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Timeline of the Civil Rights Movement, 1951-1959


President Lyndon Johnson shakes hands with the Reverend Martin Luther King, Jr., after handing him one of the pens used in signing the Civil Rights Act of July 2, 1964 at the White House in Washington.
U.S. Embassy New Delhi/ Flickr CC

The 1950s was a seminal decade for the Civil Rights Movement. This decade saw the first major victories for civil rights in the Supreme Court, the development of nonviolent protests and the transformation of Dr. Martin Luther King, Jr., into the movement's preeminent leader.


  • Linda Brown, an 8-year-old girl in Topeka, Kansas, lives within walking distance of a whites-only elementary school. Because of segregation, she has to travel by bus to a more distant school for African-American children. Her father sues the school board of Topeka, and the U.S. Supreme Court agrees to hear the case.


  • The Highlander Folk School in Monteagle, Tenn., which runs workshops on organizing protests for individuals such as union organizers, issues invitations to civil rights workers.


  • The Supreme Court decides Brown v. Board of Education on May 17, arguing that "separate but equal" schools are inherently unequal. The decision declares legal school segregation unconstitutional.


  • Rosa Parks attends a workshop for civil rights organizers at the Highlander Folk School in July.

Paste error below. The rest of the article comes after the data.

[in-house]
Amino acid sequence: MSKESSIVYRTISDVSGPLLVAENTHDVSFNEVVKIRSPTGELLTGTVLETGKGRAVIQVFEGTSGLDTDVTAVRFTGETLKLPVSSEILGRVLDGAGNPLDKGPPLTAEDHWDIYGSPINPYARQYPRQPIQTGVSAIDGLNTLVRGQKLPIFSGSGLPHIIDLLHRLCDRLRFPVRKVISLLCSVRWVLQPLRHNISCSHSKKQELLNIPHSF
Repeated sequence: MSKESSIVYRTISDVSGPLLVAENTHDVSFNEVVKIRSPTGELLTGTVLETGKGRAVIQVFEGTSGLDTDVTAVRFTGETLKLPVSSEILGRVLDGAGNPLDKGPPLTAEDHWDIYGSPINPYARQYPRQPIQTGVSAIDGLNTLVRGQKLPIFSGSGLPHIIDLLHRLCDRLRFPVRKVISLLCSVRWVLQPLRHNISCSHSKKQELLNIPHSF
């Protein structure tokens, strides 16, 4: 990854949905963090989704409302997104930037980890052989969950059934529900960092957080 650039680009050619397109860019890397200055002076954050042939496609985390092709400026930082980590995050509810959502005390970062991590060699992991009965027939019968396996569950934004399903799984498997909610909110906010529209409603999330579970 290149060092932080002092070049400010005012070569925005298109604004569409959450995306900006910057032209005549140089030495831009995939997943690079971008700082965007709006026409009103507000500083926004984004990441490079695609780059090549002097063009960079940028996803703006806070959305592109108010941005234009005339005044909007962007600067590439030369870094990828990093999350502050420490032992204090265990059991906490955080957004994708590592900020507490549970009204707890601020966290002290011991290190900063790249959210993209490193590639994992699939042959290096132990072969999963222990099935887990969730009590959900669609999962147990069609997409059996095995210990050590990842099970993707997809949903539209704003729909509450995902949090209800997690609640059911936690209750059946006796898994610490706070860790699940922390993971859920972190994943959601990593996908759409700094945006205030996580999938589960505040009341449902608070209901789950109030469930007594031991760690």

• On August 28, Emmett Till, a 14-year-old African-American boy from Chicago, is killed near Money, Mississippi, for allegedly whistling at a white woman.
  • In November, the Federal Interstate Commerce Commission proscribes segregation on interstate buses and trains.
  • On December 1, Rosa Parks refuses to give her seat to a white passenger on a bus in Montgomery, Ala., sparking the Montgomery Bus Boycott.
  • The Montgomery Improvement Association elects Dr. Martin Luther King, Jr., pastor of Dexter Avenue Baptist Church, as president on December 5 in order to lead the boycott.


  • In January and February, whites angry about the Montgomery Bus Boycott bomb four African-American churches and the homes of civil rights leaders Martin Luther King and E.D. Nixon.
  • On court order, the University of Alabama admits its first African-American student, Autherine Lucy, but finds legal ways to prevent her attendance.
  • On Nov. 13, the Supreme Court upholds an Alabama district court ruling in favor of the Montgomery bus boycotters.
  • The Montgomery Bus Boycott ends in December, having successfully integrated Montgomery's buses.


  • Martin Luther King helps found the Southern Christian Leadership Conference (SCLC) in January. The organization's purpose is to fight for civil rights, and King is elected its first president.
  • The governor of Arkansas, Orval Faubus, obstructs the integration of Little Rock High School, using the National Guard to block the entry of nine students. President Eisenhower orders federal troops to integrate the school.
  • Congress passes the Civil Rights Act of 1957, which creates the Civil Rights Commission and authorizes the Justice Department to investigate cases of African Americans being denied voting rights in the South.


  • The Supreme Court decision Cooper v. Aaron rules that a threat of mob violence is not reason enough to delay school desegregation.


  • Martin Luther King and his wife, Coretta Scott King, visit India, the homeland of Mahatma Gandhi, who won independence for India through nonviolent tactics. King discusses the philosophy of nonviolence with Gandhi's followers.

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